Protect Your Property: Variety of Tools Available to Companies
Creativity and innovation are key ingredients in the recipe for the success of any middle market business. But whether your company’s Next Big Thing is a product, service, or even a novel way of doing business, it must be protected.
Companies can use copyrights, patents, trademarks, and trade secrets to safeguard the hard-fought ingenuity and inspiration – the intellectual property – on which their enterprises are built.
A copyright protects works of authorship such as writings, music, motion pictures, works of art, and computer software. The concepts that underlie both copyrights and patents are rooted in the U.S. Constitution, which states “The Congress shall have Power … To promote the Progress of Science and useful Arts, by securing for limited Times to Authors and Inventors the exclusive Right to their respective Writings and Discoveries.” A copyright generally lasts for the life of the author plus 70 years.
“Under current law, whenever someone creates one of those types of works and finalizes it in a tangible form, it’s copyrighted immediately,” says John A. Rothchild, associate professor at the Wayne State University Law School. “The copyright prevents others from copying the work, performing it, displaying it, or making a new work based on that work without permission.” For added protection in case a copyright has to be enforced, Rothchild recommends adding the “©” symbol or the word “copyright,” the year created, and the owner’s name to the work and registering it with the U.S. Copyright Office.
“These steps will help you establish ownership and get damages for infringement if it ever comes to a lawsuit,” he says.
Patent Protects Rights
A patent grants property rights to an invention (a process, machine, manufactured item, or composition of matter) for 20 years from the application’s filing date and is granted by the U.S. Patent and Trademark Office (USPTO) in exchange for public disclosure of that invention. “You must submit a patent application to the patent office and prove that your invention qualifies by being novel, non-obvious, and useful,” Rothchild says.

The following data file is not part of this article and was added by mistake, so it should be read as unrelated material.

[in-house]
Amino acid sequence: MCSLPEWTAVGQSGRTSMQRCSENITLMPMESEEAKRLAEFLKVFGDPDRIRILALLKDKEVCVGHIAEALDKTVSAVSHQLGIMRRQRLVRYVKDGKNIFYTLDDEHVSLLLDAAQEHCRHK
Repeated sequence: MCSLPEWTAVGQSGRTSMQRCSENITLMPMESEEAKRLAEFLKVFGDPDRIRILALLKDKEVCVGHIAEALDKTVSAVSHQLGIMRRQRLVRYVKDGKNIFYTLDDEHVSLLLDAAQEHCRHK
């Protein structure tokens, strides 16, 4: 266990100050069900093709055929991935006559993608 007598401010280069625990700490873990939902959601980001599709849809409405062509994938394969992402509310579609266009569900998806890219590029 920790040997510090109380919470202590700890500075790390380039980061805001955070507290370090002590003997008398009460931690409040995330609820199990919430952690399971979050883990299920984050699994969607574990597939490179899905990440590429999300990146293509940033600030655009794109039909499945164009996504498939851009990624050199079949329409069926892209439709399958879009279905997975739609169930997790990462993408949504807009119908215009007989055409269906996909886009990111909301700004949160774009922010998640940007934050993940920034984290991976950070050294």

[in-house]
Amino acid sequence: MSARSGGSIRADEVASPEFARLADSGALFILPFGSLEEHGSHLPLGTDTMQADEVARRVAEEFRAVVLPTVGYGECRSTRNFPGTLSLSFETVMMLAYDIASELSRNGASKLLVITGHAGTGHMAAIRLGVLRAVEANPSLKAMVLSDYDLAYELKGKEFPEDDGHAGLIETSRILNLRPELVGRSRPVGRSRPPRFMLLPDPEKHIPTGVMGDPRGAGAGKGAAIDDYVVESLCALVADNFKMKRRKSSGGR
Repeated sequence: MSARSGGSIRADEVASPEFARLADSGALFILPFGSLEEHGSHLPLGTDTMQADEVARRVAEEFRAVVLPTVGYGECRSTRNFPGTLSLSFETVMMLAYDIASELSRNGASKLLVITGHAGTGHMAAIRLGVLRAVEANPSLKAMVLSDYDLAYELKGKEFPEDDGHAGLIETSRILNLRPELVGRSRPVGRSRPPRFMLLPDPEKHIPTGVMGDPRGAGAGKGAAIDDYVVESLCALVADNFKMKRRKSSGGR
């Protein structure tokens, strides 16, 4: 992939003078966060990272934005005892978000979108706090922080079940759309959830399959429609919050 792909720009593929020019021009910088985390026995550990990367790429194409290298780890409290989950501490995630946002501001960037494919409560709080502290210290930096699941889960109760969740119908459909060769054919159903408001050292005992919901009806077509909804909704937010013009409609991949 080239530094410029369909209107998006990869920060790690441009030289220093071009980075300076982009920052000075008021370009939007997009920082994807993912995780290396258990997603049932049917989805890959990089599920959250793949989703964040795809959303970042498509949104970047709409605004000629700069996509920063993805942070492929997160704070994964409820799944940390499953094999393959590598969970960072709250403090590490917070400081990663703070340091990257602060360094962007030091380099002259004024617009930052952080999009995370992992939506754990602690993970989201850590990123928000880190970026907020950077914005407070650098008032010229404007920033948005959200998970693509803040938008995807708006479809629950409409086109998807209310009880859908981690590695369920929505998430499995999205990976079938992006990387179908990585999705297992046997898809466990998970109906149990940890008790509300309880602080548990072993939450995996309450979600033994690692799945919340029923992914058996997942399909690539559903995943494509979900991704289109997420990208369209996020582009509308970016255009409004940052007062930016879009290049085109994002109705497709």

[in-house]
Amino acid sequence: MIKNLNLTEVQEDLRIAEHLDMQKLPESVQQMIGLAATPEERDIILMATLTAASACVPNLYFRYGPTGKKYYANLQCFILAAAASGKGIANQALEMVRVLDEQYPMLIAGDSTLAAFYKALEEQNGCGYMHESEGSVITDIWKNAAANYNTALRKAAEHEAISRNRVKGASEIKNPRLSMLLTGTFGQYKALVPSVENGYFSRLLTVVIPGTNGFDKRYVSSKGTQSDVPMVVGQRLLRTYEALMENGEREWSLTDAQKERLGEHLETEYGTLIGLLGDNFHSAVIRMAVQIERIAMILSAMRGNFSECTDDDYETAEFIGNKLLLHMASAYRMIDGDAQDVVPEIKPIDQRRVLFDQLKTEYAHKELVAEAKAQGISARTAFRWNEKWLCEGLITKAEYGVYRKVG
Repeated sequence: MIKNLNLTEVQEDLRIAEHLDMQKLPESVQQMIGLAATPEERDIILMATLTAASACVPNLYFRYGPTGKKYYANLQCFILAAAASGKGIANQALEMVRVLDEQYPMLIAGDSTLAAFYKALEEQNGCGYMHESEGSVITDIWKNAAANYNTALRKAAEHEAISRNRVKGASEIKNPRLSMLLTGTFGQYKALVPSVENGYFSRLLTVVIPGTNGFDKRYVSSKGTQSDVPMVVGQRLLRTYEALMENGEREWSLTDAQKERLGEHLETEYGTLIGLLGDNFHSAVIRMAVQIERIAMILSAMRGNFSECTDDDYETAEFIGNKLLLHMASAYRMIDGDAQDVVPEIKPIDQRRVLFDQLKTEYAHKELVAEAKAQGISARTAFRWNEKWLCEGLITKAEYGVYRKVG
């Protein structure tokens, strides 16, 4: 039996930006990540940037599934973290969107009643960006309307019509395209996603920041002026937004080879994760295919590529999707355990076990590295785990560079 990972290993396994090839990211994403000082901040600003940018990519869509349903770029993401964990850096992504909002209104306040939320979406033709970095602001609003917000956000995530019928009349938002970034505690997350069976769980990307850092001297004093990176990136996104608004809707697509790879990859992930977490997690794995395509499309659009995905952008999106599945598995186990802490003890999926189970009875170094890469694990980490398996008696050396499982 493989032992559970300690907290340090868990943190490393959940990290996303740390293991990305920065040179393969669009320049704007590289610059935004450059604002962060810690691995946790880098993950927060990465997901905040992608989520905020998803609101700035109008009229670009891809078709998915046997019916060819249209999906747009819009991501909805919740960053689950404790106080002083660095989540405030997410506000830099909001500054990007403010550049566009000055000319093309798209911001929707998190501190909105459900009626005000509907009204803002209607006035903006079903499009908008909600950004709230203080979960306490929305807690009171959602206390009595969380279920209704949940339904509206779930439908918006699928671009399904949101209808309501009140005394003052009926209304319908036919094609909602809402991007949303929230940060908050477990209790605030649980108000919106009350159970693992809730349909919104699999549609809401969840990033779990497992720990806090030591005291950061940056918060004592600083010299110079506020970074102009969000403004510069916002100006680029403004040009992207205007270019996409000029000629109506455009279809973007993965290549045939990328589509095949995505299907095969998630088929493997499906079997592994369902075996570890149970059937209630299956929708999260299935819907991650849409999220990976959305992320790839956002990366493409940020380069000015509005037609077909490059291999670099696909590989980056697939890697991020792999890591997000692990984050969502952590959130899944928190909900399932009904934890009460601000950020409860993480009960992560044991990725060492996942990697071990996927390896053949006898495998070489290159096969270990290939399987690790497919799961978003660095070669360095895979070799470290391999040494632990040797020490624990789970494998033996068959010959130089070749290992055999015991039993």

As technology evolves, patent laws are tested. The U.S. Supreme Court decided in 2013 that products of nature like human genes couldn’t be patented. Amazon’s patent of its “1-Click” e-commerce ordering system has spurred debate over to what extent “business methods” are patentable. In a move that favors those who can process paperwork in a timely manner, the America Invents Act of 2013 changed the U.S. patent application process from “first to invent” to “first to file.”
Acquiring Trademark Rights
A trademark is defined by the USPTO as “…a word, phrase, symbol or design, or a combination thereof that identifies or distinguishes the source of the goods of one party from those of others.” Trademarks include brand names that identify goods (Coca-Cola) and “trade dress” that consists of the graphics, color, or shape of packaging (the Coca-Cola bottle).
“You needn’t register a trademark to have protectable exclusive rights in it,” says William M. Borchard of the Cowan, Liebowitz & Latman law firm in New York. “Simply by using a mark on or in connection with goods, or by displaying the mark in the sale or advertising of services, you can automatically acquire trademark rights in the geographic area of use.”
However, registering a trademark gives evidence of the registrant’s exclusive ownership rights and provides greater defense against counterfeit products and illegal importers. The “TM” symbol can be used at any time to claim ownership, but the “®” symbol may be used only after the USPTO has registered the mark. Unlike a copyright, a trademark can last indefinitely as long as it continues to be used in connection with the product or service.
Federal and state laws protect rights to trade secrets (think KFC’s 11 herbs and spices), but the burden remains on companies to keep a lid on proprietary information.
“Trade secret protection is a narrowly applied but extremely important strategy for certain types of businesses,” Rothchild says. “If a secret gets out, you lose, but if you manage to keep it secret, you have the rights to keep it potentially indefinitely. Companies must determine what sort of intellectual property is most important for their business, then assign the appropriate resources to protect it. As with any business decision, you must know the risks and have a strategy to mitigate them.”
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